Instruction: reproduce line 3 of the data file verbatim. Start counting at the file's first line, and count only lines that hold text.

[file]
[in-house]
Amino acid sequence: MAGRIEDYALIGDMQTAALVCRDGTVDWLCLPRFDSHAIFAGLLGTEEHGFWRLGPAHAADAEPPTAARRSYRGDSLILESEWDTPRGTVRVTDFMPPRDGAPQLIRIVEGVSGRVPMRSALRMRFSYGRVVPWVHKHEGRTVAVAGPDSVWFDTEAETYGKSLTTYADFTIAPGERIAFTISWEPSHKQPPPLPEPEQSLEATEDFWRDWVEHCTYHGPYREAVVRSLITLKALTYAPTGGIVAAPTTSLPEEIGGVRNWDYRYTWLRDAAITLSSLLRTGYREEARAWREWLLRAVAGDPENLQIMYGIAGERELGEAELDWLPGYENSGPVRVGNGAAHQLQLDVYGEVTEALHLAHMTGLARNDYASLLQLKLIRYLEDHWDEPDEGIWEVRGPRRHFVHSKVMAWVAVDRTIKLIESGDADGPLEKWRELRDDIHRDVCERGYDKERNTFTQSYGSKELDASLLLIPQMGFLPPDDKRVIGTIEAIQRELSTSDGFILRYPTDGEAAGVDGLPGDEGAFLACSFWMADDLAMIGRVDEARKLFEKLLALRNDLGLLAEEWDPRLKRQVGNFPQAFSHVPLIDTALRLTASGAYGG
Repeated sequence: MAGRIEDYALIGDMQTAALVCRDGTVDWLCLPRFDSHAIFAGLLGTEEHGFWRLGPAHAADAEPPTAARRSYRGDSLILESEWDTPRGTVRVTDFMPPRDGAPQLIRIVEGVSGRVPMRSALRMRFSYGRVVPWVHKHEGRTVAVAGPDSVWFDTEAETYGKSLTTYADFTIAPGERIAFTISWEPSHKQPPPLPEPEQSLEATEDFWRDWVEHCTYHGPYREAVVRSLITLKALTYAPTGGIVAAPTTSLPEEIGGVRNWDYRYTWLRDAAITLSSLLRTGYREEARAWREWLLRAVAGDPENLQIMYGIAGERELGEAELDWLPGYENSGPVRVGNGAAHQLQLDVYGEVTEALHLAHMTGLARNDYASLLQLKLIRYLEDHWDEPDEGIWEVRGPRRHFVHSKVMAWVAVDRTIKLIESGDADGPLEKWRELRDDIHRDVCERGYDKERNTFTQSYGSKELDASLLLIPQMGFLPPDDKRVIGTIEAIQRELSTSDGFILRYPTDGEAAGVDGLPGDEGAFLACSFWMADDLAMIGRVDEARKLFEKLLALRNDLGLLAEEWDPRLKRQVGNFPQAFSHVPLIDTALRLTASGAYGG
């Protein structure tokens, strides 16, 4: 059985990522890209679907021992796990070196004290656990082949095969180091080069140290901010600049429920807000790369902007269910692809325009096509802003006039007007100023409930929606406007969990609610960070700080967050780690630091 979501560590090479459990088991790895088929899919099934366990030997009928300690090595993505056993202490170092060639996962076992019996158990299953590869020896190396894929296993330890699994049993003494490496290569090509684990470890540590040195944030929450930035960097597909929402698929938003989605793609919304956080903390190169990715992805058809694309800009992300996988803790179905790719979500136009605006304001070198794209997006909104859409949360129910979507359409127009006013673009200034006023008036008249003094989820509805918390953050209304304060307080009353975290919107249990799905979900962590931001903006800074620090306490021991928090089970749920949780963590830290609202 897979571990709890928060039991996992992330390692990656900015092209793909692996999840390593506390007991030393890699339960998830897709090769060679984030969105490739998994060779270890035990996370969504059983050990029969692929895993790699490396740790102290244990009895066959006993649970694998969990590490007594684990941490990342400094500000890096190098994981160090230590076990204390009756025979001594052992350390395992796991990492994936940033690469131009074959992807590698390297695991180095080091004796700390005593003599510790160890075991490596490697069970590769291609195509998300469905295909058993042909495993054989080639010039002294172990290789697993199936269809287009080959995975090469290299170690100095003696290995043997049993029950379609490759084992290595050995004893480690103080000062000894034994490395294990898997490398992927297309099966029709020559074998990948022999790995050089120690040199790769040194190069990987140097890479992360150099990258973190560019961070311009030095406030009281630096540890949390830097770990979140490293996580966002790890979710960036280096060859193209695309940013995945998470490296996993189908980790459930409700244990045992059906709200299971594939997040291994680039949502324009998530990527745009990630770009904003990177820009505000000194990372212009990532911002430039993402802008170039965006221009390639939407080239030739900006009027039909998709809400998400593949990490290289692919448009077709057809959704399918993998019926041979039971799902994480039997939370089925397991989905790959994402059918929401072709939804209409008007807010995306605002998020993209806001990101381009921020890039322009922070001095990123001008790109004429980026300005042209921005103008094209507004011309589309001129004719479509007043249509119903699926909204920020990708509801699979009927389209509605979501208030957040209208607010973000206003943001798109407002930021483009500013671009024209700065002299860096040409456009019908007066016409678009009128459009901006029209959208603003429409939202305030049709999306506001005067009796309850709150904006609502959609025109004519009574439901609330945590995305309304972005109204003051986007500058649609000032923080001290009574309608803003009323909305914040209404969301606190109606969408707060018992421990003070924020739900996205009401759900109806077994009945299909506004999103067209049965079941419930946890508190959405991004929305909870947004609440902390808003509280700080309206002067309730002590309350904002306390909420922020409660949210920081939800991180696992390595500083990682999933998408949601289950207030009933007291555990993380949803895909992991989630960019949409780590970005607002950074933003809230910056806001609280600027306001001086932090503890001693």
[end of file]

Repeated sequence: MAGRIEDYALIGDMQTAALVCRDGTVDWLCLPRFDSHAIFAGLLGTEEHGFWRLGPAHAADAEPPTAARRSYRGDSLILESEWDTPRGTVRVTDFMPPRDGAPQLIRIVEGVSGRVPMRSALRMRFSYGRVVPWVHKHEGRTVAVAGPDSVWFDTEAETYGKSLTTYADFTIAPGERIAFTISWEPSHKQPPPLPEPEQSLEATEDFWRDWVEHCTYHGPYREAVVRSLITLKALTYAPTGGIVAAPTTSLPEEIGGVRNWDYRYTWLRDAAITLSSLLRTGYREEARAWREWLLRAVAGDPENLQIMYGIAGERELGEAELDWLPGYENSGPVRVGNGAAHQLQLDVYGEVTEALHLAHMTGLARNDYASLLQLKLIRYLEDHWDEPDEGIWEVRGPRRHFVHSKVMAWVAVDRTIKLIESGDADGPLEKWRELRDDIHRDVCERGYDKERNTFTQSYGSKELDASLLLIPQMGFLPPDDKRVIGTIEAIQRELSTSDGFILRYPTDGEAAGVDGLPGDEGAFLACSFWMADDLAMIGRVDEARKLFEKLLALRNDLGLLAEEWDPRLKRQVGNFPQAFSHVPLIDTALRLTASGAYGG